LOUISVILLE, Ky. — Former state rep. Attica Scott gave remarks to advocate for justice Wednesday at a press conference for the fourth anniversary of Breonna Taylor’s death. She also spoke about her experience of being arrested during a protest in 2020.

What You Need To Know

  • A press conference was held Wednesday on the fourth anniversary of Breonna Taylor's death. She was killed by LMPD officers when they were executing a no-knock search warrant at her apartment

  • Former state rep. Attica Scott spoke at the event

  • Scott participated in protests that took place in Louisville following Taylor's death. After a march, police arrested her and her daughter, accusing them of being out past curfew and vandalizing the Louisville Free Public Library

  • Scott is still advocating for reform. She is part of a class action lawsuit against LMPD and is working with councilwoman Shameka Parrish-Wright and other groups to push forward "The People's Consent Decree" resolution

When protests were held in Louisville following Taylor being killed by Louisville Metro Police Department (LMPD) officers, Scott participated.

“I, like many people and my daughter, had been out nearly every day here at Injustice Square Park in 2020, fighting for justice for Breonna Taylor and for our community,” Scott said.

After participating in a march, she and her daughter were heading to a church for sanctuary.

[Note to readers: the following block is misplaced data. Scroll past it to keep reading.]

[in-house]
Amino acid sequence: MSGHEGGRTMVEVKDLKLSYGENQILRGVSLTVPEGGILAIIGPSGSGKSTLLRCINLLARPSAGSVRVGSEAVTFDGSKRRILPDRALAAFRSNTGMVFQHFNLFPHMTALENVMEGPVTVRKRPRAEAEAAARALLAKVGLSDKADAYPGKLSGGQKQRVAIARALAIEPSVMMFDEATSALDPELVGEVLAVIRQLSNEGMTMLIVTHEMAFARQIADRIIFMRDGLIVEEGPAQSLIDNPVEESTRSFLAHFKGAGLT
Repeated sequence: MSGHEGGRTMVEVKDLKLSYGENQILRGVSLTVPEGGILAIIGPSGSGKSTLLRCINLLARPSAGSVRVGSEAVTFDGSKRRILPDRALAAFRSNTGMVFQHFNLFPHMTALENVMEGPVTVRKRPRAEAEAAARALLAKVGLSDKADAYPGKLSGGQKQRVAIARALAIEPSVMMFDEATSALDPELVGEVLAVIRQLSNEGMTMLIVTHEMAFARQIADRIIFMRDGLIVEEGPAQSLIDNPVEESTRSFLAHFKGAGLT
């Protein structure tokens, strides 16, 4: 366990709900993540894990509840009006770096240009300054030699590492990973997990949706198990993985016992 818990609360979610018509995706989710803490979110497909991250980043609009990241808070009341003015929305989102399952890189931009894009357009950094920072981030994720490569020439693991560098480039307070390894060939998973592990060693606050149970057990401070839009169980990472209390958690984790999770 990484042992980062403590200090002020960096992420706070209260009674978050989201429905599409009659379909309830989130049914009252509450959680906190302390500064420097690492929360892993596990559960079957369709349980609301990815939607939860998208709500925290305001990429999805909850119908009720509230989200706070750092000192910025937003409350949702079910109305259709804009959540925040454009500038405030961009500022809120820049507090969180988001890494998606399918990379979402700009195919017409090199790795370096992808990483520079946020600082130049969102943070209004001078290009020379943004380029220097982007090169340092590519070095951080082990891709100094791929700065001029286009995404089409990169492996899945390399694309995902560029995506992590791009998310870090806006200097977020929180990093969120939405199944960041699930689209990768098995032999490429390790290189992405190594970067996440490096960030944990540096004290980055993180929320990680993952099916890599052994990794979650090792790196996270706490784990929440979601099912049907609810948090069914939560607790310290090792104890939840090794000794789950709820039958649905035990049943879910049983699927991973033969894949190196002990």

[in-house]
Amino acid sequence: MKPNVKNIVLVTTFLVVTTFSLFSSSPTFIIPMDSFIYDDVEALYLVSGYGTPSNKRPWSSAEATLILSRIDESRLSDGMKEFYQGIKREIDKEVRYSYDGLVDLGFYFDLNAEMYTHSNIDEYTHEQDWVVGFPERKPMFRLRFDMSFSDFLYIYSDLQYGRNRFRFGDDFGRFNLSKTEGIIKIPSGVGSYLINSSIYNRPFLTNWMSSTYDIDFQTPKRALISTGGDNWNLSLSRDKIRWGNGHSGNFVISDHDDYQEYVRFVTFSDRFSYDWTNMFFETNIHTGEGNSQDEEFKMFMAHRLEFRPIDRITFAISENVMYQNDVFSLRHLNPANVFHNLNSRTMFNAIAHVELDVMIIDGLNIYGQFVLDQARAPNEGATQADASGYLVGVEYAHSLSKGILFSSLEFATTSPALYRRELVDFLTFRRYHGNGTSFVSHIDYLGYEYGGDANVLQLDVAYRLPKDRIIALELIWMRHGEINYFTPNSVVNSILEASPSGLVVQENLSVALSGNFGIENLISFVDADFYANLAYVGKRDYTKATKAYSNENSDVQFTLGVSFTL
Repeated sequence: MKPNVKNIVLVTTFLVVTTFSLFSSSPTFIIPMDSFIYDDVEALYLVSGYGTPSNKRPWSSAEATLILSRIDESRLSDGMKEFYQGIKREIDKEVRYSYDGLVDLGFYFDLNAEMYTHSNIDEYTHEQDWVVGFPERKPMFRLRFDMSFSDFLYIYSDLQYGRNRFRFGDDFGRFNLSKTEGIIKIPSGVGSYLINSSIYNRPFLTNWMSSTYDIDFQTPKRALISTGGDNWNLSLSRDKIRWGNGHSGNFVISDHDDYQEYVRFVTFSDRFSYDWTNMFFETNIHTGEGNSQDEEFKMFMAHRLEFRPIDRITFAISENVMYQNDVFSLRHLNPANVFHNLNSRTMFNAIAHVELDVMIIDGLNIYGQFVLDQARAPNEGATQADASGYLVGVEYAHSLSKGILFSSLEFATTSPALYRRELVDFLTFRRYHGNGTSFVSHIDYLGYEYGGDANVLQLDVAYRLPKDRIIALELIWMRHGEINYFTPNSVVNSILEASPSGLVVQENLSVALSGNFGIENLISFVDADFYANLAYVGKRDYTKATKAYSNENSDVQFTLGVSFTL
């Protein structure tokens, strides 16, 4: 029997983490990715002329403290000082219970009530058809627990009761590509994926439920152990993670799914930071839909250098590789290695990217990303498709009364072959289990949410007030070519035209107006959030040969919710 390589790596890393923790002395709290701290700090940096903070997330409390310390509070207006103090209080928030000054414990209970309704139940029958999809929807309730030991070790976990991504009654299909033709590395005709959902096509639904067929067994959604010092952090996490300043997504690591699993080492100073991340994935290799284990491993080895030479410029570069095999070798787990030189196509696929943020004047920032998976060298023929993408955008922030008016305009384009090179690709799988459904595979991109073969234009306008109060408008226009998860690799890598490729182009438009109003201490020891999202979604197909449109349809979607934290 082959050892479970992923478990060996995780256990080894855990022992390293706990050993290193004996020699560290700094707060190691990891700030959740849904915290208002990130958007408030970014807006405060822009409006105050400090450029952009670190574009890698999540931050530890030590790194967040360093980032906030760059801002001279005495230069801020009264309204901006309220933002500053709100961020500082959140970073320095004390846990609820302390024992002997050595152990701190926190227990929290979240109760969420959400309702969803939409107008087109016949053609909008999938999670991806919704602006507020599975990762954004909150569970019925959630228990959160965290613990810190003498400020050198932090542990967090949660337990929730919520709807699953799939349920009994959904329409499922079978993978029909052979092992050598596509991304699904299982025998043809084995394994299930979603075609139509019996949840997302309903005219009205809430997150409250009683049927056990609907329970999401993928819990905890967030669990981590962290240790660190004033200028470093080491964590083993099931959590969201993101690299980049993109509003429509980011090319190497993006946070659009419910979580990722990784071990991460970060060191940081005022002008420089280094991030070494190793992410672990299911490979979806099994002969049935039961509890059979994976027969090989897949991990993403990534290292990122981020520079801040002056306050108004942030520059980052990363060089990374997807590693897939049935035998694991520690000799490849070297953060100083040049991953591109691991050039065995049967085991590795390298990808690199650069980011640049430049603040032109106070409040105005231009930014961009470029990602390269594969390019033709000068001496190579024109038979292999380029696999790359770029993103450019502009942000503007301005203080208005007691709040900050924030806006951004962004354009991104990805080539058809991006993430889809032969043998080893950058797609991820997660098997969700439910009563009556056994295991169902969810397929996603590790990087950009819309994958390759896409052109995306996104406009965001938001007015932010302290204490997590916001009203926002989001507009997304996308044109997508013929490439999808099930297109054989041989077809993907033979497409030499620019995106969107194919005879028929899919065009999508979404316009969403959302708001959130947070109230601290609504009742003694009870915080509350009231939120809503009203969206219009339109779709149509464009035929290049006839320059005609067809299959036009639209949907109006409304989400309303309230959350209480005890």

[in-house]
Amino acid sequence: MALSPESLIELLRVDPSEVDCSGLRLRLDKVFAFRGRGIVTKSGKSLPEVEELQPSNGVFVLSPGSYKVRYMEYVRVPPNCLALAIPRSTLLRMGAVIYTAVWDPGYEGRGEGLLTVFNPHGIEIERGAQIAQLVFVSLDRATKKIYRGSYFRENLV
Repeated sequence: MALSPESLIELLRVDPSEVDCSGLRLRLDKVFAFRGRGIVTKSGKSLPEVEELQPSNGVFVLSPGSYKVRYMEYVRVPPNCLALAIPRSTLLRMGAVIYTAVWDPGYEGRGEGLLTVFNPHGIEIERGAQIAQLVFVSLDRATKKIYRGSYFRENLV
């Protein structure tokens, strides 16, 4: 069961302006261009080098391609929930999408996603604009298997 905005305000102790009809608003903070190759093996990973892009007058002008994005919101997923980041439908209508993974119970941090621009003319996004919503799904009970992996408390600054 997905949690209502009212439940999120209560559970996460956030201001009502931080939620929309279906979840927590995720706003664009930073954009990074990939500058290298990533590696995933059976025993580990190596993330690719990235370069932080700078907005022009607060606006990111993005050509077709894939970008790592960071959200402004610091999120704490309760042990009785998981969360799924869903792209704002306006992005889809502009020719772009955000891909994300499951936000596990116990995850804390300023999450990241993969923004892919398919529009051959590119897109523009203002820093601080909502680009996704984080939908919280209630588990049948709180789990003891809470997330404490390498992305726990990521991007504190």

“When we parked the car and went to walk to the church, we were unjustly arrested and accused of trying to firebomb the downtown library,” Scott said.

Now, Scott is part of a class action lawsuit against LMPD.

On the anniversary of Taylor’s death, advocates discussed their efforts to create change and how there is still a long way to go.

Several men were asked to join Councilwoman Parrish-Wright on stage. Many of them gave remarks as others held up fists. (Spectrum News 1/Geraldine Torrellas)

“Four years later, no one has been held responsible for the killing of Breonna Taylor,” said Councilwoman Shameka Parrish-Wright.

Parrish-Wright is working with several groups to push forward a resolution.

“Now, we’re working with Councilwoman Parrish-Wright to try to get a resolution passed to make sure the people’s voices in the Consent Decree process ... so we’re not giving up," Scott said. "We refuse to walk away.”

The resolution has a list of demands that include acknowledging the culture problem within LMPD, not giving additional money to the department and reallocating funds to other issues like housing and transportation.